Safer on Her School Bus
Kerry Harrison of Bellingham, Washington, can rest a little easier now when her daughter rides the school bus. Kiara, who is 11 years old and has type 1 diabetes, recently faced an episode of low blood glucose while riding the bus. Although she keeps glucose tabs in her backpack, on that particular day, Kiara didn’t have enough available. The bus driver pulled over and a fellow student gave Kiara a juice box to help. Kerry took this as a warning sign—it might happen again, and she needed a plan to help her daughter in case it did.
In January 2016 Kerry contacted the American Diabetes Association® for guidance.
She wanted to ask the school district to keep a supply of glucose tabs or other fast-acting sugar source on its buses for similar situations of hypoglycemia. One of the Association’s legal advocates explained that students with diabetes must be allowed to carry and access their own supplies while on school buses. But, she also said that the law does not specifically require school bus drivers to carry such supplies. So with this request, Kerry would be asking the school district to go above and beyond what the law requires.
Kerry decided to push for more than the law required.
She was looking out for the best interests of her daughter, as well as other children who have diabetes. So, after she received information and guidance from the legal advocate, Kerry contacted the school district and asked them to make glucose tabs available on their buses.
After considering her request, an assistant superintendent contacted Kerry with the answer that she wanted to hear.
- At the beginning of the school year, the school district would stock the first aid kit of each school bus with a supply of individual snack-sized Skittles. The candy would be supplied by parents.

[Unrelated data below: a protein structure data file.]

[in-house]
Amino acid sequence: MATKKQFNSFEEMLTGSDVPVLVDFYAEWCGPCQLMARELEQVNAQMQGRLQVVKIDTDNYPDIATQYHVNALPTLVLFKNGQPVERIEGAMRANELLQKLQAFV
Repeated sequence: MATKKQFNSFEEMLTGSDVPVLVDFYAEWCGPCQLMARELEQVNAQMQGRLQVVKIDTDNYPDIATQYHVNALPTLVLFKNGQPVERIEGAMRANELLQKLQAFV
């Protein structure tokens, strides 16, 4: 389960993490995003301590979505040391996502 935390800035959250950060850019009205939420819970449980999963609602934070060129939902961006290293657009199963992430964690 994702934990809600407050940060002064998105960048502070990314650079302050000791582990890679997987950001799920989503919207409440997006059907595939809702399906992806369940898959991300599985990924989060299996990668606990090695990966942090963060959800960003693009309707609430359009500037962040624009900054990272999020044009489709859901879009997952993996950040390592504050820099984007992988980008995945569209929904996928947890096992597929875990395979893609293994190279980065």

- When a student needed fast-acting glucose for medical reasons, his or her own supplies would be the first source. But, if required, the Skittles in the first aid kit would be available as a back-up.
- During medical emergencies, the bus drivers would follow appropriate procedures to ensure the safety of all students on the bus.
Kerry sent a note to the legal advocate: “Good news. We won. Thank you for your help. If anyone else has the same issue, I am happy to share and help with the process.”
Through her advocacy Kerry proved that you can win in real life, without having to win in court. She also signed up to be a Diabetes Advocate for the Association. As an advocate, she will take action and voice support for diabetes-related legislation, programs and funding. Thank you, Kerry!
The American Diabetes Association leads the effort to prevent and eliminate discrimination against people with diabetes at school, at work and in other parts of daily life. If you need help, call 1-800-DIABETES or visit http://diabetes.org/gethelp.
Through our nationwide Safe at School program, the Association is dedicated to making sure that all children with diabetes are medically safe at school and have the same educational opportunities as their peers. Visit our Safe at School website for information and resources.
Give the gift of fairness — donate now to help people with diabetes facing discrimination, just like Kiara.